Preparing for College

A highly opinionated blog about the college admissions process

No, I'm not Dave Barry, the former and funny Miami Herald columnist and author, or the other Dave Berry, the English pop singer whose big hit was The Crying Game. I'm merely a crusty veteran of the college admissions wars. I've been down in the trenches for 20 twenty-some years, as both a parent of college applicants and as an independent admissions counselor. Across those two decades, I have seen some amazing—and disturbing—trends develop, some of which have managed to work their way into our culture, for better or worse. This blog is my opportunity to blow off (blog off, if you will) some of my steam about these trends . . . and other college-related items.

I'm blessed to have such a high-profile venue from which to pontificate (or bloviate, as some of you will say). “Venue" can be defined as the locality where a crime is committed or a cause of action occurs. I prefer the latter half of that definition, although there will be those who judge my words as the former part. Regardless, I plan to say what's on my mind. You can always comment, of course. So, I'll get straight to it...

I don't like what today's college admissions process is doing to students and parents. It's become a kind of crying game, itself. Want a quick sample? Check out Parents Who Rat Out "Competitor" Applicants on the College Confidential forum.

Remember cheerleader Mom, Wanda Holloway? In 1991, Wanda Holloway asked her brother-in-law to hire a hitman to kill the mother of a girl who was competing with her daughter for a spot on the same Texas cheerleading squad. Holloway wanted the mother killed because she determined the competing girl would be so upset by the murder of her mother that she would drop out of the competition. Both girls were thirteen at the time of the plot. How long before we see The Positively True Adventures of the Alleged Texas Harvard-Applicant-Slandering Dad, starring Mel Gibson? Don't laugh.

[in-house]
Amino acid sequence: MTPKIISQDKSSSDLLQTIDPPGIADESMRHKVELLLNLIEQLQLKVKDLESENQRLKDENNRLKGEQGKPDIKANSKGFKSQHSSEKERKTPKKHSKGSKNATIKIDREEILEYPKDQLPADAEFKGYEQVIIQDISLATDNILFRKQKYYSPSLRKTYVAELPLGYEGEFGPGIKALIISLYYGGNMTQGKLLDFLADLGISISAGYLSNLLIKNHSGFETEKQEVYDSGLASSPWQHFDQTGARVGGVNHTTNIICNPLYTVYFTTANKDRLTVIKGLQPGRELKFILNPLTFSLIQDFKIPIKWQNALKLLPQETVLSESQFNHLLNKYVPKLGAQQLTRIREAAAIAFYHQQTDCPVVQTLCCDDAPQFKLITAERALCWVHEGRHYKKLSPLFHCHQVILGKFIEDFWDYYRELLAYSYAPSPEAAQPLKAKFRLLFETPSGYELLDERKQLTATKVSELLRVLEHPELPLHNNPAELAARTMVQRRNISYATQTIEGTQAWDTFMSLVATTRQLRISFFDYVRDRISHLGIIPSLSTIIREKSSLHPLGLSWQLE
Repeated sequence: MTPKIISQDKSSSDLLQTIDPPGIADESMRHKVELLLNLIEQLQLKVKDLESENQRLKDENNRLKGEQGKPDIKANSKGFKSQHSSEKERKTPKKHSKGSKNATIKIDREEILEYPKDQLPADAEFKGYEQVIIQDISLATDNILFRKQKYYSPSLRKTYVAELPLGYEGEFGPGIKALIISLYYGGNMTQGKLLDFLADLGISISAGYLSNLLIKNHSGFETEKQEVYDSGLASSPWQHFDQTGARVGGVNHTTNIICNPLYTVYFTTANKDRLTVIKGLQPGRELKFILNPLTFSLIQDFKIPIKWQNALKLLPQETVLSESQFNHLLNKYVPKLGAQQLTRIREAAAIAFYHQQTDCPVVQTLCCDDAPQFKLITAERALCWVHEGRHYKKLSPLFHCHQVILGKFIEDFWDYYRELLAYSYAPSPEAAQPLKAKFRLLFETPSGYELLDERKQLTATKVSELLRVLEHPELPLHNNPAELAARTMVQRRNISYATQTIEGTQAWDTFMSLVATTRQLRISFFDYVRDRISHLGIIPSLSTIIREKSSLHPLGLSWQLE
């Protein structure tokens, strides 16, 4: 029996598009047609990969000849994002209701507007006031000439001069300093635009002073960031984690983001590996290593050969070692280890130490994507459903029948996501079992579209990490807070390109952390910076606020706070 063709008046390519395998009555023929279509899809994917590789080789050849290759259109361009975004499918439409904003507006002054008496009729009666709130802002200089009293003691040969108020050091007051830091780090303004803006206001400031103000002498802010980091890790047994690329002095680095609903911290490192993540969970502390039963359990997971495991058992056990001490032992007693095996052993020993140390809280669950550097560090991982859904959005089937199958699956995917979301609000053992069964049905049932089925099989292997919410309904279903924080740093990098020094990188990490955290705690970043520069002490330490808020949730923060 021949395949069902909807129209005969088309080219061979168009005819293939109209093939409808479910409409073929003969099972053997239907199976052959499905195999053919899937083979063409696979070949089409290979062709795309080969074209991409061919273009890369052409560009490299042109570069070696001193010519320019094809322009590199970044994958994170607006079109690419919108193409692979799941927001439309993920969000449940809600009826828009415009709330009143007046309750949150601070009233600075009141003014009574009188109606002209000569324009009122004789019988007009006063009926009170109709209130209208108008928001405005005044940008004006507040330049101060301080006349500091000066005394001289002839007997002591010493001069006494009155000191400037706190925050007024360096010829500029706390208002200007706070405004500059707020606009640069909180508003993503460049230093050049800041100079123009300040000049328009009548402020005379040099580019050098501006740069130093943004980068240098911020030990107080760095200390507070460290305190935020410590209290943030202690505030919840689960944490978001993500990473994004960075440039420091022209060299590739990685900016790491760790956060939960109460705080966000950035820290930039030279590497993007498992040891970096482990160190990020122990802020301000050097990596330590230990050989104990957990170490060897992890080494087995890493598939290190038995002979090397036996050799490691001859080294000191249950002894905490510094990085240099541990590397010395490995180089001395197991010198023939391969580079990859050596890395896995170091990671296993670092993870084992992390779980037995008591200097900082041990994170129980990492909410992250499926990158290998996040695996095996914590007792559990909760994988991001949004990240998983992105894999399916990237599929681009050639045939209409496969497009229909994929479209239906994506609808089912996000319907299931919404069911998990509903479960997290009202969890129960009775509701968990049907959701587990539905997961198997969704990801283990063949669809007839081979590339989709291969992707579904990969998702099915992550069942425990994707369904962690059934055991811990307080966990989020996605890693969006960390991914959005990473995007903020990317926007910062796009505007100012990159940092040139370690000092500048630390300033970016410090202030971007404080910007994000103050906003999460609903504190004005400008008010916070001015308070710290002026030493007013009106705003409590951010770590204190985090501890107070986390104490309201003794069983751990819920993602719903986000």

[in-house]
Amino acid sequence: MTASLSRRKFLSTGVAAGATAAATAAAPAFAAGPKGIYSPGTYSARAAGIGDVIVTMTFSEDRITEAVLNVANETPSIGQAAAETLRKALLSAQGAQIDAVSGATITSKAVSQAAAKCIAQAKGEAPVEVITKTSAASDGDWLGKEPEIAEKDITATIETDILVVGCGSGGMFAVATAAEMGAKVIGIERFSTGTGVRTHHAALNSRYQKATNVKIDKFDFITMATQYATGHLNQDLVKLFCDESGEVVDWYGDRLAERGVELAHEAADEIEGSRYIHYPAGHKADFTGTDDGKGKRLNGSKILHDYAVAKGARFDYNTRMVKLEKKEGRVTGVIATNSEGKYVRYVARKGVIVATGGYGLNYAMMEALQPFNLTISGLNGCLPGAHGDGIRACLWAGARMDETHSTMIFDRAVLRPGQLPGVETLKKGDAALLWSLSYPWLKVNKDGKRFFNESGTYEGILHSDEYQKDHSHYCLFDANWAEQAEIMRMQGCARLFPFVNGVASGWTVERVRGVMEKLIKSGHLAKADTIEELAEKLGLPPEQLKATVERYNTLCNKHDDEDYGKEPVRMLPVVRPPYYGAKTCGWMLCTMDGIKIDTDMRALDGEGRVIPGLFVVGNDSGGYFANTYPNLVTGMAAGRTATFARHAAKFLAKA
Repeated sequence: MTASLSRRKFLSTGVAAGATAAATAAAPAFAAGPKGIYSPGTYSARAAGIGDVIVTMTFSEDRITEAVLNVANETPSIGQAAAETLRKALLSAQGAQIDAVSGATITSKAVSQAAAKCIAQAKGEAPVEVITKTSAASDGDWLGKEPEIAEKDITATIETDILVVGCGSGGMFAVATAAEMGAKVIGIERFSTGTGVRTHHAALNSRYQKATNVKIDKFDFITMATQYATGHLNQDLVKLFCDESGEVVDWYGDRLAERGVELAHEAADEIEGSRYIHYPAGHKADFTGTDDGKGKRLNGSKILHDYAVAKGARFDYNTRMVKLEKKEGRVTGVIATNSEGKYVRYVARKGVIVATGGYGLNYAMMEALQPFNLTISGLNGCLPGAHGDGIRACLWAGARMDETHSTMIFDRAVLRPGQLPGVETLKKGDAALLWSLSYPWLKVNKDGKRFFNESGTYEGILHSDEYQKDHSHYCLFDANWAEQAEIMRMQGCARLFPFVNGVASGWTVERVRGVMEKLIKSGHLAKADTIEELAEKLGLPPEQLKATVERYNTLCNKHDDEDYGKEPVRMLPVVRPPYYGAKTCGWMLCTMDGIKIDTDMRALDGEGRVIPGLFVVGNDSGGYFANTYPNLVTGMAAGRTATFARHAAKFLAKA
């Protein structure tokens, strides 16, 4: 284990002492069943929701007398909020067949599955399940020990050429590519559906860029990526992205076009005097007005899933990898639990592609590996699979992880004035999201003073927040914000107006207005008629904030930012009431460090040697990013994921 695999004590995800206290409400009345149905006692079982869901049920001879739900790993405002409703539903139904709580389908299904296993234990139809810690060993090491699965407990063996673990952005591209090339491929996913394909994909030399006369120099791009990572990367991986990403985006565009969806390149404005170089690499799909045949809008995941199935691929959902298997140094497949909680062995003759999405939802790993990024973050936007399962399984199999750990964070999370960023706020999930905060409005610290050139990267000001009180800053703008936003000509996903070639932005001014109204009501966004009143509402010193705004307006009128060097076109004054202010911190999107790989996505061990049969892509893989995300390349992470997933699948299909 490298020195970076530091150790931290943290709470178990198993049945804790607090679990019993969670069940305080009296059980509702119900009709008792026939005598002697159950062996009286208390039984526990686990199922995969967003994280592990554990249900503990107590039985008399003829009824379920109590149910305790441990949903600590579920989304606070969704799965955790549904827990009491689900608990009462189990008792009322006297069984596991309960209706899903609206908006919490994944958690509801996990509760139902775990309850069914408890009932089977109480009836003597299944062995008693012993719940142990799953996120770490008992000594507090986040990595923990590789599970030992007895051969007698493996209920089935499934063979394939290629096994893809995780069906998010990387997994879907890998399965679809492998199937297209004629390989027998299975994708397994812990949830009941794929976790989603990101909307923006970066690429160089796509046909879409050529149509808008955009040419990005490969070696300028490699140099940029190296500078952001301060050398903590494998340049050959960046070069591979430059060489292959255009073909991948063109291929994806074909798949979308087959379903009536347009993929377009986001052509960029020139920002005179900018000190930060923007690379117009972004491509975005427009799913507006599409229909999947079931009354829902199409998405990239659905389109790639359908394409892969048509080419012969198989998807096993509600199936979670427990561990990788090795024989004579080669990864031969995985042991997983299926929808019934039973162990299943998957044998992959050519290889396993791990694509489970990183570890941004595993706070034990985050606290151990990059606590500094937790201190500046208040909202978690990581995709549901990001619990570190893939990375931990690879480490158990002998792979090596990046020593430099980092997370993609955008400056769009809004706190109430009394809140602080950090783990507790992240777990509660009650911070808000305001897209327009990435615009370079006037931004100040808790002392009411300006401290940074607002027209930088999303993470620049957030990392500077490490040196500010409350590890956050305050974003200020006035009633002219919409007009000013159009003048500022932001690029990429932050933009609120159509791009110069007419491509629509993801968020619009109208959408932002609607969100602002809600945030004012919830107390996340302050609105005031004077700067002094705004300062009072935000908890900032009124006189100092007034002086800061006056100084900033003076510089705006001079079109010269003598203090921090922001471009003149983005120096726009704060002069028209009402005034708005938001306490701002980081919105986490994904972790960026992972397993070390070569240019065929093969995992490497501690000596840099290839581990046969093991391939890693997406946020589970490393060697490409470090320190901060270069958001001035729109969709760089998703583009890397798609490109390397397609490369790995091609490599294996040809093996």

She became known as the "Texas-Cheerleader-Murdering-Mom" and her story spawned two TV movies including The Positively True Adventures of the Alleged Texas Cheerleader-Murdering Mom, starring Holly Hunter.

I'm tempted to write about my good ol' daze, when I applied to college, you know, back when dinosaurs roamed the earth. But I won't. I don't wonder as much about how bad things are now as I do about what they will be like five or ten years from now. Can it get any worse? You bet it can.

I could blame all this on the greediness of Western Culture, but some of my most surprising encounters with the win-at-any-cost mindset have been with Asian and Asian-Indian students and parents. The families I'm speaking of believed that there was no way for their sons and daughters to become successful and respected unless they had that vaunted Ivy sheen. As we all should know, this simply isn't true.

The big tip-off usually comes when I hear from the applicant and/or parents and the message goes something like, “We've been considering Stanford SCEA." We? Apparently, the whole family wants to go to college. It really is Groupthink, though. What ever happened to self-determination? Sometimes it seems to be “He who pays the bursar calls the tune."

In any case, the win-at-all-costs/"You ain't nothin' if you ain't Ivy" element of today's college admissions scene is frightening to me. The long-range side effects of this approach remain to be seen. Or, perhaps the tip of the iceberg is in sight. What do you think?

Be sure to check out all my admissions-related articles and book reviews at College Confidential.